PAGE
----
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The Prevention Conversation is an online training program for health and social service providers to increase their knowledge about alcohol and other substance use in pregnancy and provide them with the skills to have safe and impactful conversations with women and people of child-bearing age and their support networks. The Prevention Conversation recognizes that these conversations are central to ensuring that families and communities know about the risks of drinking alcohol during pregnancy and feel supported in sharing the responsibility to reduce the harms of alcohol.
In Autumn 2022, the Canada FASD Research Network released an updated version of the online course to reflect the most recent research on FASD prevention and best meet the needs of diverse communities who are accessing prevention resources.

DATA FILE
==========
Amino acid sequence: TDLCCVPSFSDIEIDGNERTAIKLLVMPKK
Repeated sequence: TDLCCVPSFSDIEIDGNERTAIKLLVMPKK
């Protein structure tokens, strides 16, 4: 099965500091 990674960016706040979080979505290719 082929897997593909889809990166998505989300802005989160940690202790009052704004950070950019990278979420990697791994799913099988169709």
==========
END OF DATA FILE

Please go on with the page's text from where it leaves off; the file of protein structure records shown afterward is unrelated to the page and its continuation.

The updated course:
- Features best practice and updated evidence, wisdom, and language around alcohol use in pregnancy;
- Includes new modules on stigma reduction, alcohol and women’s health, and cultural safety and humility;
- Incorporates reflection questions that encourage course takers to reflect on how they can support women and people in the childbearing years in their local context and with the resources available to them;
- Includes new resources and content to support a range of practitioners working in different practice settings; and,
- Incorporates diverse peoples and knowledge systems through the addition of new content and artwork from Indigenous artists across Turtle Island. Art pieces from Indigenous artists, such as Cody Houle (see below), introduce every module, as a way to honour Indigenous knowledge systems and capture the spiritual, relational, and emotional connections to the modules.
The updated course follows the Four-Part Model of FASD Prevention to provide formative knowledge about alcohol and women’s health, FASD prevention and healthy beginnings, stigma reduction, cultural safety and humility, and trauma-informed practice. These modules can further facilitate open, respectful and non-judgemental conversations with women and their partners by a range of health and social service providers.